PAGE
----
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Quantum optics

Quantum optics

Light–matter entanglement creates Schrödinger-cat states

17 Jan 2019 Isabelle Dumé
Cat state
Cavity cat state

Researchers at the Max Planck Institute for Quantum Optics in Garching, Germany, have succeeded in creating Schrödinger-cat states using a single rubidium-87 atom in an optical cavity to control a propagating light pulse. The feat could help advance the field of quantum state engineering with possible applications in quantum networks and quantum computing.

In 1935 physicist Erwin Schrödinger devised his famous thought experiment involving a cat that could, surprisingly, be both dead and alive at the same time. In his gedanken, the decay of a radioactive atom triggers a mechanism (the breaking of a vial containing a poisonous gas) that kills the cat. However, since the decay of the radioactive atom is a completely random and quantum phenomenon, we cannot know the moment at which the cat dies. Mathematically, the feline is in an entangled superposition of quantum states – known as the “Schrödinger-cat” state.

Recreating this state is no easy task, but researchers have managed to do this in recent years using the quantum superposition of coherent states of a laser field with different amplitudes, or phases, of the field. They have also created these states using a trapped ion (with the vibrational state of the ion in the trap playing the role of the cat) and coherent microwave fields confined to superconducting boxes combined with Rydberg atoms and superconducting quantum bits (qubits).

Controlled superposition of two states

A team led by Gerhard Rempe has now created entangled light-matter Schrödinger-cat states by reflecting coherent laser pulses from an optical cavity containing a single trapped atom that is in a controlled superposition of two states (“spin up” and “spin down”).

The optical cavity consists of two mirrors with a reflectivity of more than 99.99% facing each other such that they can reflect a light pulse back and forth around 10,000 times. The light pulse thus interacts very strongly with the trapped atom.

“We trap a single 87Rb atom in the resonator, which can then phase-shift an impinging light pulse,” explains study lead author Bastian Hacker. “If the atom is in an equal superposition of spin up and spin down states, the light pulse is brought into a superposition state as well.”

The technique is deterministic, he says, because the light pulse becomes entangled with the atom in every single trial.

“Cat states have been postulated to exist for decades now and the recipe to create them with an optical resonator, as in our study, was first put forward in a paper in 2005. To see this finally work is most exciting and it is one of the countless triumphs of quantum mechanics,” he tells Physics World.

Wigner function measured

To confirm that the light pulses are indeed in a Schrödinger-cat state, the researchers measured their Wigner function, which is an important characteristic of non-classical systems. “The properties of light pulses are described in so-called phase space in which each point represents one amplitude and phase of a light wave,” explains Hacker. “The Wigner function is a quantum mechanical probability distribution in phase space and it contains an unambiguous description of an optical state.”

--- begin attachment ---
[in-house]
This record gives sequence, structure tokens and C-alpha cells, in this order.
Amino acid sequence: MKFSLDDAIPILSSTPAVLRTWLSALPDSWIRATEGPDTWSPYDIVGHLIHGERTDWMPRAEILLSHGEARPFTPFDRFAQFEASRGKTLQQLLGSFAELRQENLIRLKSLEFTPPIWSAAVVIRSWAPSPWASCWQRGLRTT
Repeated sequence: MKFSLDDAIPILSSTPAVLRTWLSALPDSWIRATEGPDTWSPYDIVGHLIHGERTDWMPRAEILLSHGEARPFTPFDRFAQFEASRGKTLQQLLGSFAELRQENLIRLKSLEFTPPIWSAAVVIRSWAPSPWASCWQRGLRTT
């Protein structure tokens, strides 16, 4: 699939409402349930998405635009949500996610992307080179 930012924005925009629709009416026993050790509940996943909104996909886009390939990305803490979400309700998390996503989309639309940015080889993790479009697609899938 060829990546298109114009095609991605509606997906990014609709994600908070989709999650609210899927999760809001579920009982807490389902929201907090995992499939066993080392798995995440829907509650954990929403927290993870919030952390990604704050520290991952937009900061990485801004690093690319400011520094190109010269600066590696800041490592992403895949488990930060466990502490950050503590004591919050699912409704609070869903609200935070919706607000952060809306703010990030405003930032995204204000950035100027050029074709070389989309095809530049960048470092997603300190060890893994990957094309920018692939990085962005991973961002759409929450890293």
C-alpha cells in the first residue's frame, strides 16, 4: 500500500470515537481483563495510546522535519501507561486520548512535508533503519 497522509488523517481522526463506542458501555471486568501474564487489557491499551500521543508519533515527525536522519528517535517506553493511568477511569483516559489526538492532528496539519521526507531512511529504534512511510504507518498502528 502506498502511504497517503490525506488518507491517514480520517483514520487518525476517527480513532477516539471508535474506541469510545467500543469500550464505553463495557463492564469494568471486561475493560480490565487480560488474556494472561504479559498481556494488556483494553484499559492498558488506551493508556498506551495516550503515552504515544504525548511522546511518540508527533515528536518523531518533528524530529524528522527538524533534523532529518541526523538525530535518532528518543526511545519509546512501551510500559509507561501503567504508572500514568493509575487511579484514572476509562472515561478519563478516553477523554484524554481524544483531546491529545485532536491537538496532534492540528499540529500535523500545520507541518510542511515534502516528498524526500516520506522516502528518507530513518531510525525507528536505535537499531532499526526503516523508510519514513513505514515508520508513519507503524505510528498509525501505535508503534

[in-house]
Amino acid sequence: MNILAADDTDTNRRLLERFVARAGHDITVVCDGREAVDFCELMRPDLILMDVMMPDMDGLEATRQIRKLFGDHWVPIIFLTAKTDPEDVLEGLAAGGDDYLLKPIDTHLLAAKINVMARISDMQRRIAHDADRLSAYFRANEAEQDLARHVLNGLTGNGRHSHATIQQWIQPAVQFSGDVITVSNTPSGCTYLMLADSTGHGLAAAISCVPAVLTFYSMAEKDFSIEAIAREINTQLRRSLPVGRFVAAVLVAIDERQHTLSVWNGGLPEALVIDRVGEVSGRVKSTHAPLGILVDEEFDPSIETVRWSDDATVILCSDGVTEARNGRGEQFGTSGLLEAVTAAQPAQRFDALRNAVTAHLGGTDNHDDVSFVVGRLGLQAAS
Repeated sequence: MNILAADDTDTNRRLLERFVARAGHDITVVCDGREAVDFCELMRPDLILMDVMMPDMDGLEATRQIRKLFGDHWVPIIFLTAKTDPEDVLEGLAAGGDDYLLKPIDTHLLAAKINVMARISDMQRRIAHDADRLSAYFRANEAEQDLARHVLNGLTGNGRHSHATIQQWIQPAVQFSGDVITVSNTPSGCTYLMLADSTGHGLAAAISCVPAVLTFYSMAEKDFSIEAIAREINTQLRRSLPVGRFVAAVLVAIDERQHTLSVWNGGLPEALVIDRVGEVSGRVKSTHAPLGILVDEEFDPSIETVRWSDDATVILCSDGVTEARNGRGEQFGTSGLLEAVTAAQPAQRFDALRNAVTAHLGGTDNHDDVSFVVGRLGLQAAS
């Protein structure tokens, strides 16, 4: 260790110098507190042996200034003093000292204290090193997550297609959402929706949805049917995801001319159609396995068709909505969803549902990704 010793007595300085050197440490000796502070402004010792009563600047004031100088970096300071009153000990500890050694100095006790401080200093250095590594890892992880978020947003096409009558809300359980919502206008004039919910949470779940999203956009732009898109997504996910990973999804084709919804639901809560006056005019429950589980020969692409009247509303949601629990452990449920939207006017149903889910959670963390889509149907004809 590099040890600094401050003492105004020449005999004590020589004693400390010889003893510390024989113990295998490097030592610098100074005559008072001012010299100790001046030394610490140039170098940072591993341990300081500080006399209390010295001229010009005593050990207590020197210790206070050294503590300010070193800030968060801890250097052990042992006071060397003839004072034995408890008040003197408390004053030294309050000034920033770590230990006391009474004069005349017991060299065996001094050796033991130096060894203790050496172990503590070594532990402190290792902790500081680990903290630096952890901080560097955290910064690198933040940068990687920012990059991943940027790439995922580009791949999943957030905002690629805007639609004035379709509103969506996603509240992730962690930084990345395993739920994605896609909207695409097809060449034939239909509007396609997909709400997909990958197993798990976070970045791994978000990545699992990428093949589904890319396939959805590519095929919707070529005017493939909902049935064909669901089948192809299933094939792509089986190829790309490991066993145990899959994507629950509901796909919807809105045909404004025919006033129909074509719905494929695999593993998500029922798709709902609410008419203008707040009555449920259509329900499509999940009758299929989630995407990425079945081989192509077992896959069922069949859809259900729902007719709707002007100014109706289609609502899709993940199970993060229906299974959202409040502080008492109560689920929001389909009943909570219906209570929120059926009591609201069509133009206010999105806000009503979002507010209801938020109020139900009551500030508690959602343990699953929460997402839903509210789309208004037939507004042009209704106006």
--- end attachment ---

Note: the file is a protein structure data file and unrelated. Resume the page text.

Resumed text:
In classical logic and classic physics, probability distributions are always positive and negative probabilities don’t exist, he says. In contrast, the Wigner function of special optical states like cat states may become negative. “This is a genuine quantum feature and such a state cannot be described by classical physics.”

A quantum-logic gate

The researchers did not stop there. As a first application of their proof-of-concept experiment, they made a quantum-logic gate between an atom and a light pulse, with a photonic qubit encoded in the phase of the light field.

“A quantum logic gate has qubits as input and output and performs an elementary computation on any combination of input states – much like a classical logical gate in any computer,” explains team member Severin Daiß. “In our experiment, one qubit is stored on the atom and a second qubit is encoded in the cat state.”

In this set up, the “0” qubit is the light field at a certain phase (the “living cat”) and the “1” qubit is the light field at the opposite phase (the “dead cat”). The gate works by sending the light pulse onto the optical resonator, which amplifies the light field at the location of the atom. “The atom and light field can thus both change each other’s state to perform a controlled-NOT (CNOT) operation, similar to a classical plus operation,” says Daiß. “But in contrast to a classical gate, certain input states lead to an entangled output between the atom and the light pulses – something that we have seen in our work.”

Cat states for quantum networks

Cat states may not only be good for addressing old philosophical questions on the scope of quantum mechanics, however, he says. They do, in fact, allow to encode qubits in such a way that optical losses can be detected and corrected. “This is in stark contrast to single photons, where such losses irreversibly delete the carried information. This means that cat states are attractive for applications in small-scale quantum networks in which atoms in a resonator act as sender and receiver nodes connected by optical fibres through which the states can propagate.”

The Max Planck researchers, reporting their experiments in Nature Photonics 10.1038/s41566-018-0339-5, are now working on improving their optical resonators to reduce losses. “Doing this would allow us to create larger and more complex states,” says Rempe. “We also want to create more powerful resonator-based quantum network nodes with independent control over more than one atom in the resonator.”

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